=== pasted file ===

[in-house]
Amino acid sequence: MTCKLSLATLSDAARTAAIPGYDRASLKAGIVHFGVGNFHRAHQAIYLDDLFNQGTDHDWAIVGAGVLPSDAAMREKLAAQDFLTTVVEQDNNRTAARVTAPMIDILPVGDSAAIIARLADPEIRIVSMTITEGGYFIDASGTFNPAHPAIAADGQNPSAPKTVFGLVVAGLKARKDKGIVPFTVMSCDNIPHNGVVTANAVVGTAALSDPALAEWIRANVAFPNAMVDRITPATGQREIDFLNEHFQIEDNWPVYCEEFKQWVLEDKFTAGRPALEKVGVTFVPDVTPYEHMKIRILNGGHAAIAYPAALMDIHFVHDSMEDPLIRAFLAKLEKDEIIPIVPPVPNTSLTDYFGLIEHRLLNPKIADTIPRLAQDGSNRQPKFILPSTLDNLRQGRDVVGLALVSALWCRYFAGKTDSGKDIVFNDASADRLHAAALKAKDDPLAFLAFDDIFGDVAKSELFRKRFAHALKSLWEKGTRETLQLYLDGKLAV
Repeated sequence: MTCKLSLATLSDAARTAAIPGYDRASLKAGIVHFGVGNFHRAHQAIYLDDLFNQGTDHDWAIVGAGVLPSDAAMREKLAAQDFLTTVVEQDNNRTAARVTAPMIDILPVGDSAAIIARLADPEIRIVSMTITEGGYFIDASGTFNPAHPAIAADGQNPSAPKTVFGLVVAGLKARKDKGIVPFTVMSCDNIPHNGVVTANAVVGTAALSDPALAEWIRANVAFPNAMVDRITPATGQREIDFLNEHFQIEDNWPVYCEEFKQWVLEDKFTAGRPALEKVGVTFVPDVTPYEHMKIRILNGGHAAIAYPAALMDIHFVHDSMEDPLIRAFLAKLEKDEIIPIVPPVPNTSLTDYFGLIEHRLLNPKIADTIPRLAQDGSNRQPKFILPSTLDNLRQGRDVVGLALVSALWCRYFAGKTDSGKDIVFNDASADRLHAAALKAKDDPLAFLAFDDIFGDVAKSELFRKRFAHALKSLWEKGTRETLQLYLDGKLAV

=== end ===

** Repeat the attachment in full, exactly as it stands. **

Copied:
[in-house]
Amino acid sequence: MTCKLSLATLSDAARTAAIPGYDRASLKAGIVHFGVGNFHRAHQAIYLDDLFNQGTDHDWAIVGAGVLPSDAAMREKLAAQDFLTTVVEQDNNRTAARVTAPMIDILPVGDSAAIIARLADPEIRIVSMTITEGGYFIDASGTFNPAHPAIAADGQNPSAPKTVFGLVVAGLKARKDKGIVPFTVMSCDNIPHNGVVTANAVVGTAALSDPALAEWIRANVAFPNAMVDRITPATGQREIDFLNEHFQIEDNWPVYCEEFKQWVLEDKFTAGRPALEKVGVTFVPDVTPYEHMKIRILNGGHAAIAYPAALMDIHFVHDSMEDPLIRAFLAKLEKDEIIPIVPPVPNTSLTDYFGLIEHRLLNPKIADTIPRLAQDGSNRQPKFILPSTLDNLRQGRDVVGLALVSALWCRYFAGKTDSGKDIVFNDASADRLHAAALKAKDDPLAFLAFDDIFGDVAKSELFRKRFAHALKSLWEKGTRETLQLYLDGKLAV
Repeated sequence: MTCKLSLATLSDAARTAAIPGYDRASLKAGIVHFGVGNFHRAHQAIYLDDLFNQGTDHDWAIVGAGVLPSDAAMREKLAAQDFLTTVVEQDNNRTAARVTAPMIDILPVGDSAAIIARLADPEIRIVSMTITEGGYFIDASGTFNPAHPAIAADGQNPSAPKTVFGLVVAGLKARKDKGIVPFTVMSCDNIPHNGVVTANAVVGTAALSDPALAEWIRANVAFPNAMVDRITPATGQREIDFLNEHFQIEDNWPVYCEEFKQWVLEDKFTAGRPALEKVGVTFVPDVTPYEHMKIRILNGGHAAIAYPAALMDIHFVHDSMEDPLIRAFLAKLEKDEIIPIVPPVPNTSLTDYFGLIEHRLLNPKIADTIPRLAQDGSNRQPKFILPSTLDNLRQGRDVVGLALVSALWCRYFAGKTDSGKDIVFNDASADRLHAAALKAKDDPLAFLAFDDIFGDVAKSELFRKRFAHALKSLWEKGTRETLQLYLDGKLAV